Acceptance: A Legendary Guidance Counselor Helps Seven Kids Find the Right Colleges—And Find Themselves by David L. Marcus

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Acceptance: A Legendary Guidance Counselor Helps Seven Kids Find the Right Colleges—And Find Themselves by David L. Marcus

Marcus, David L. Acceptance: A Legendary Guidance Counselor Helps Seven Kids Find the Right Colleges—And Find Themselves. Penguin, 2008 ISBN 978-1594202148 272 pp. $

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Acceptance is nonfiction that read like fiction! Author Marcus chronicles the college rush process through the eyes of a guidance counselor and his advisees. Gweyth Smith, like the protagonist I loved in Admission, is really dedicated to finding a school that is the right fit for each student and provides the best opportunity and experience for him or her. Every year, Smitty takes on a half dozen or so special cases, working more closely with them to beef up SAT scores, bring grades up, confer with parents, and round out those resumes (or drop things from their overscheduled lives, if necessary). He and his girlfriend, the AP English instructor, also co-teach a popular course on essay-writing for college to help teens find a voice that will stand out and be true and honest, and maybe cope with an issue too.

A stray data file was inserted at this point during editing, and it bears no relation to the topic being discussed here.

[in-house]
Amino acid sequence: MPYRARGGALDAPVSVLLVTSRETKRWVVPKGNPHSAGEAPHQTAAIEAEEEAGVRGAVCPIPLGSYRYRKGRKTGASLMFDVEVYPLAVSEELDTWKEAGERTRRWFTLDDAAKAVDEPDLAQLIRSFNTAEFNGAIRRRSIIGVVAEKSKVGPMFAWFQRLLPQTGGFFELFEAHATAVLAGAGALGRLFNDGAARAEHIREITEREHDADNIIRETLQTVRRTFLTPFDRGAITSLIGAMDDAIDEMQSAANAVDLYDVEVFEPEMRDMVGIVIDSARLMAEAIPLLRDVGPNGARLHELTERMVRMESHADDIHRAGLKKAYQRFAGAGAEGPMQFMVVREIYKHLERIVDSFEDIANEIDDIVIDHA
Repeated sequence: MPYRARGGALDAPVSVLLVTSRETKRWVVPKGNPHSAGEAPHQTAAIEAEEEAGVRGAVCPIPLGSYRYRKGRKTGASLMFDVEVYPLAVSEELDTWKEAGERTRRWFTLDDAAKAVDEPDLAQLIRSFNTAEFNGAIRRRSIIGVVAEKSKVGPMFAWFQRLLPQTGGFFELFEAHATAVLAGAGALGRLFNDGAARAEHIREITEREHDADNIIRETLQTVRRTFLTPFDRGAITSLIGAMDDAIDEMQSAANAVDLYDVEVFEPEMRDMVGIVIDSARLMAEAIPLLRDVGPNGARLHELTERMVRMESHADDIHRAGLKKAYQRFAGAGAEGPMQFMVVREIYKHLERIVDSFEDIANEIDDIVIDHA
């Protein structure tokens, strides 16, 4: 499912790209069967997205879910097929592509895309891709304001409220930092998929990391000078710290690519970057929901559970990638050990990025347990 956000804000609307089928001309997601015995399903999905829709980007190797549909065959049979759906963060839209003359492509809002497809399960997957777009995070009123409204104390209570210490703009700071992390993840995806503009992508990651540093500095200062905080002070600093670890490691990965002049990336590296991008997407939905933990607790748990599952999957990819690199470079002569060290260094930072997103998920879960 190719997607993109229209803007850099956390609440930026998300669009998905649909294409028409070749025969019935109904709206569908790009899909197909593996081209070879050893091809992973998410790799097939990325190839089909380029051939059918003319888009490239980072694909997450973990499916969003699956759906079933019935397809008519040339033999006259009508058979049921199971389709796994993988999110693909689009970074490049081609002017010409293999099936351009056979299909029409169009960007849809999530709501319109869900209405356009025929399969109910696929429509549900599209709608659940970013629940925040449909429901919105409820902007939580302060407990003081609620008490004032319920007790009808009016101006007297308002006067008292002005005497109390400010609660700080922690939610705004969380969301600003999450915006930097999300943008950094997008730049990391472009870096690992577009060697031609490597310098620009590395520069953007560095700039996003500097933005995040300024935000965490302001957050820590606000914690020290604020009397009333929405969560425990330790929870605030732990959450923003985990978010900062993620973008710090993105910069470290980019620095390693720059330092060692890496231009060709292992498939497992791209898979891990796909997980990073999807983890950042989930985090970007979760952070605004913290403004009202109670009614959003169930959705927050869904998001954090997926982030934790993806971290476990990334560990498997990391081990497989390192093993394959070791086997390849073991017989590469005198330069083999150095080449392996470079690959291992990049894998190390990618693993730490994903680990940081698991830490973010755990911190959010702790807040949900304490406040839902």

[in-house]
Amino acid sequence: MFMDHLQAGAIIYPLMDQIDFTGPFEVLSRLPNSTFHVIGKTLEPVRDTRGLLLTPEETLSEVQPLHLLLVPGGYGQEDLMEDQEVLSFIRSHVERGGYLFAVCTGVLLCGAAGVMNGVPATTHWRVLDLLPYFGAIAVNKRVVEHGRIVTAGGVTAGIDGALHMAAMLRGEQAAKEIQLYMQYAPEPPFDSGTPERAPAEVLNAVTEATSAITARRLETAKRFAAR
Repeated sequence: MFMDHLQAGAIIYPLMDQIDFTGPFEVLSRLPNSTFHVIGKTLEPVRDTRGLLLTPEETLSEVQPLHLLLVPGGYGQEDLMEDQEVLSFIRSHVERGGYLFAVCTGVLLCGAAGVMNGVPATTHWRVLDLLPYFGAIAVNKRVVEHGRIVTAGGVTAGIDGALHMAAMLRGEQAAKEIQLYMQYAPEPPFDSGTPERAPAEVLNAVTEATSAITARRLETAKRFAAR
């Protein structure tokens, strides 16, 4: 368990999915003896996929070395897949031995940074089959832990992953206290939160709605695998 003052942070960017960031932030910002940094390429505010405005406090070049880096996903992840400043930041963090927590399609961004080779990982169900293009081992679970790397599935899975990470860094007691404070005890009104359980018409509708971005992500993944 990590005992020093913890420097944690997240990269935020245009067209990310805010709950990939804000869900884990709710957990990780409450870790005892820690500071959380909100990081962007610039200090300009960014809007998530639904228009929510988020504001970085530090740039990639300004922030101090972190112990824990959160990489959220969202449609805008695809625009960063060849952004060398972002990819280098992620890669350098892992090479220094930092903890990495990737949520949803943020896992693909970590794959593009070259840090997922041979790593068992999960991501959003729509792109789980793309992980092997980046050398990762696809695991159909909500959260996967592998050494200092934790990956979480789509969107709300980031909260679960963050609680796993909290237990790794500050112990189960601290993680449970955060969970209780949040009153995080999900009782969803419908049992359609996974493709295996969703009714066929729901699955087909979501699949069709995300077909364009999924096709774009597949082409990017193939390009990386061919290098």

I honestly totally missed the point that this was nonfiction and was pretty confused by the author’s note at the beginning, but then dove right in and figured it would be explained later–that it was just a device to impart a more “realistic” feeling. At times, the narrative got too bogged down with reading the same type of details, like SAT scores. And even though the book focused mostly on Smitty and seven students, other students and teachers were woven in, so the author used repetitive descriptions to keep reminding us who each student was, which was really unnecessary, because there is a cast of characters at the beginning. The tone had a very sanitized feeling to me, and really suffers from a lack of editing–it’s hard for me not to compare it to Boylan’s pitch perfect Getting In or Admission. Acceptance is thorough, but I nearly put it down a half a dozen times. I felt some sympathy, for some of the kids, but not empathy.

Acceptance will have more appeal for parents who want their kids to get into Ivy league schools than for college-bound students who will be too busy test taking and volunteering and working and playing sports and performing in drama to actually read this.

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